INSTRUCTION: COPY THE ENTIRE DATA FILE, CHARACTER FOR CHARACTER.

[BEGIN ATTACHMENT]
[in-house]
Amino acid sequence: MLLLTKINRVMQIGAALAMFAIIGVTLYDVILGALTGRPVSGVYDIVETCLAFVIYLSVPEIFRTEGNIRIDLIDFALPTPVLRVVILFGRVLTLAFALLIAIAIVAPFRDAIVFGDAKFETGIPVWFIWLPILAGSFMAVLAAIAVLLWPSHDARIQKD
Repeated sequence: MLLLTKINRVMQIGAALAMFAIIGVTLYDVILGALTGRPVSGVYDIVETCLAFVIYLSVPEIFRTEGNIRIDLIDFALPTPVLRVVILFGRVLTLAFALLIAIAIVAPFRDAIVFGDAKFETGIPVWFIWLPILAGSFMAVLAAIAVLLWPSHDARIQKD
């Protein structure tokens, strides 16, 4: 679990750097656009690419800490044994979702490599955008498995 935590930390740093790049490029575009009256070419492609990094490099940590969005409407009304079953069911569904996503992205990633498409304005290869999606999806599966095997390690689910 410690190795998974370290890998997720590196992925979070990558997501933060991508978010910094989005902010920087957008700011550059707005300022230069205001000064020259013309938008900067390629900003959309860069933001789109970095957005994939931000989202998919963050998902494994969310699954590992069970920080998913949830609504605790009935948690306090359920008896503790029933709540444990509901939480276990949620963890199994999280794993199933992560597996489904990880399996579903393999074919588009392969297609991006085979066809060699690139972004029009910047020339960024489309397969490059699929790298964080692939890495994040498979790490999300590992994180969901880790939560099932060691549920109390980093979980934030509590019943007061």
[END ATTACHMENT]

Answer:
[in-house]
Amino acid sequence: MLLLTKINRVMQIGAALAMFAIIGVTLYDVILGALTGRPVSGVYDIVETCLAFVIYLSVPEIFRTEGNIRIDLIDFALPTPVLRVVILFGRVLTLAFALLIAIAIVAPFRDAIVFGDAKFETGIPVWFIWLPILAGSFMAVLAAIAVLLWPSHDARIQKD
Repeated sequence: MLLLTKINRVMQIGAALAMFAIIGVTLYDVILGALTGRPVSGVYDIVETCLAFVIYLSVPEIFRTEGNIRIDLIDFALPTPVLRVVILFGRVLTLAFALLIAIAIVAPFRDAIVFGDAKFETGIPVWFIWLPILAGSFMAVLAAIAVLLWPSHDARIQKD
């Protein structure tokens, strides 16, 4: 679990750097656009690419800490044994979702490599955008498995 935590930390740093790049490029575009009256070419492609990094490099940590969005409407009304079953069911569904996503992205990633498409304005290869999606999806599966095997390690689910 410690190795998974370290890998997720590196992925979070990558997501933060991508978010910094989005902010920087957008700011550059707005300022230069205001000064020259013309938008900067390629900003959309860069933001789109970095957005994939931000989202998919963050998902494994969310699954590992069970920080998913949830609504605790009935948690306090359920008896503790029933709540444990509901939480276990949620963890199994999280794993199933992560597996489904990880399996579903393999074919588009392969297609991006085979066809060699690139972004029009910047020339960024489309397969490059699929790298964080692939890495994040498979790490999300590992994180969901880790939560099932060691549920109390980093979980934030509590019943007061």